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The new eight-cylinder Aston Martin DB11 puts us in something of a philosophical bind, as it poses the question: How much is the right amount of too much? Does a sports car need a completely ridiculous amount of power, or will merely excessive do? With due deference to Mark Donohue’s oft-quoted assertion that superfluity would arrive only with the ability to spin all wheels in every gear, this smaller-engine version of Aston’s coupe makes an excellent case that downsizing can have an upside.
The DB11 V-8 is the first implementation of Aston Martin’s agreement with Daimler to use the Germans’ twin-turbocharged 4.0-liter V-8, the same engine that powers high-performance models in the Mercedes-AMG and Mercedes-Benz families. While the engine also will go into the upcoming replacement for the British brand’s smaller Vantage, it makes its Aston debut in the DB11. With 503 horsepower, its output is the same as in Mercedes-AMG’s C63 S, against 600 ponies for the DB11’s V-12. Both DB11 engines have near identical torque outputs, however, with the 4.0-liter’s 498 lb-ft representing a reduction of just 18 lb-ft compared with the V-12. The factory-stated zero-to-62-mph time for the V-8 of 4.0 seconds is just 0.1 second behind that of the V-12; the DB11 hit 60 mph in 3.6 seconds in our recent test of the V-12 model. Claimed top speed suffers more, falling by 13 mph to 187 mph, although we didn’t have a chance to confirm this deficit during our drive in Spain.
A key benefit of the new engine is that it’s both more compact and lighter than the twelve. The V-8 car weighs 254 pounds less than its brawnier sibling, says Aston, with most of that weight coming off the front axle.
The good news is that, until you start the V-8, nobody need know that you have stinted on the cylinder count. Only the sharpest eyes will be able to spot the differences that distinguish the V-8: dark headlamp bezels, new wheel finishes, and two air vents on the long hood instead of the V-12’s four. In every other regard it looks identical, with the same muscular design, stunning profile, and immaculately tailored cabin—the last benefiting from a Mercedes-based infotainment system.
As with the V-12 DB11, we must mourn the passing of Aston’s traditional hand brake, a fly-off lever positioned between the driver’s seat and door; now there’s just a boringly conventional, switch-controlled electric parking brake.
Any doubts about which powerplant your Aston has shipped with are dispelled the moment the V-8 fires to life. It sounds magnificent, louder and rortier than the V-12 at startup, awakening with a brrrrap rather than the bigger engine’s creamier tone. From then onward it just gets angrier, snarling under gentle use and, when pushed further, emitting a hard-edged tone that sounds as good from the driver’s seat as it does from outside the cabin.
Performance gives away little to the V-12; indeed, the V-8 feels keener at real-world speeds. The AMG engine delivers its peak torque fractionally higher up the rev range than the V-12 does, but it makes a more dramatic entrance, arriving with a forceful shove where the bigger engine takes longer to build boost. The V-8 DB11 seems quicker to react, and throttle response is outstanding.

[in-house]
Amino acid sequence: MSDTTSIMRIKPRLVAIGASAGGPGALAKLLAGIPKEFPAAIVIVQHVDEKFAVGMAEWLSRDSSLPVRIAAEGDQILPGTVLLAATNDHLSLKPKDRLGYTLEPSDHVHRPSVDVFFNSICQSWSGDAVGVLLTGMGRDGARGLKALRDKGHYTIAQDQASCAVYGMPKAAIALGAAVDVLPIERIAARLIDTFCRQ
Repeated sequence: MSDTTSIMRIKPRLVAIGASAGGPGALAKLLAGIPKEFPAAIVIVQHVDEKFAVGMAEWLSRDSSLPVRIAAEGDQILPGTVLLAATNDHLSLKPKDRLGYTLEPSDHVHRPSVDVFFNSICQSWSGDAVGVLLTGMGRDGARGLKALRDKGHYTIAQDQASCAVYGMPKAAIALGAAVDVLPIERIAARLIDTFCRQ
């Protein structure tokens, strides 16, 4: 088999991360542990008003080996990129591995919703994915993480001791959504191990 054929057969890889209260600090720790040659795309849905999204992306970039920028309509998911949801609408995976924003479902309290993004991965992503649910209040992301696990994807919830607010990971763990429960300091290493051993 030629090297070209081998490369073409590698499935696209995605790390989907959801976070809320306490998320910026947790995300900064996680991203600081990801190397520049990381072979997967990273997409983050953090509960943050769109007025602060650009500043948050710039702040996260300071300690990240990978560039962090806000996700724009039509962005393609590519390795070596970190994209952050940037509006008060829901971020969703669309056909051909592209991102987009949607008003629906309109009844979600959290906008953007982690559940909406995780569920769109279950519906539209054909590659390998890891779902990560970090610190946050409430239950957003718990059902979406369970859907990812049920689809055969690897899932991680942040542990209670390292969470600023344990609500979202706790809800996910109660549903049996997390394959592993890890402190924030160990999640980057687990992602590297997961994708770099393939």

In AMG models, the V-8 works with either a seven- or nine-speed version of Mercedes’s G-Tronic gearbox, which use a multiplate clutch in lieu of a torque converter. But Aston has paired it with the same ZF eight-speed automatic as the V-12, with a more conventional design including a torque converter. Fears that this transmission would fail to play nice with the highly strung engine soon proved to be misplaced; the single most impressive aspect of the powertrain is how integrated the two feel. We noticed some slight throttle surging at very low speeds—the DB11 needs to be maneuvered carefully when parking—but from walking pace and beyond, the transmission delivers impressive smoothness when left in drive, and responses to manual inputs are quick enough to rival a dual-clutch gearbox.
The engine’s punchy torque delivery also kept the stability control busy on the twisting and wet roads in the Spanish Pyrenees (on the day of our drive, the rain in Spain fell mainly on the mountains). But the conditions also showed the fundamental balance of the chassis to be near perfect, with front and rear grip levels that allow the big coupe to feel agile without becoming scary. The stability control can be fully defeated—albeit via a convoluted process through a submenu selected with the steering-wheel control switches—but it feels plenty exciting even with the guardians on duty, particularly in its most aggressive Sport Plus mode. The reduction in mass over the front axle can be felt—it’s not as if the V-12 DB11 feels like a late-1970s Cadillac Fleetwood, but the V-8 car is markedly fleeter of foot.
While steering inputs yield strong and positive responses and there are just 2.4 turns lock-to-lock, the steering wheel itself feels a little too big for hustling. The V-8 DB11 might be primarily designed to go touring grandly, but it can pass muster as a sports car. There is some heave on rougher roads with the variable dampers in their soft GT setting, but switching them to Sport delivers discipline without any significant increase in harshness.
There are complaints, but they are few. Although refinement is generally impressive, we experienced the same wind noise from the top of its doors at cruising speed that we’ve previously noticed in the V-12 DB11, something that should have been fixed in a car heading into its second year of production. While the cabin is a huge improvement over older Astons, some of the switchgear still feels a little plasticky, the prime example being the toggle switches on the steering wheel that select the powertrain and chassis modes.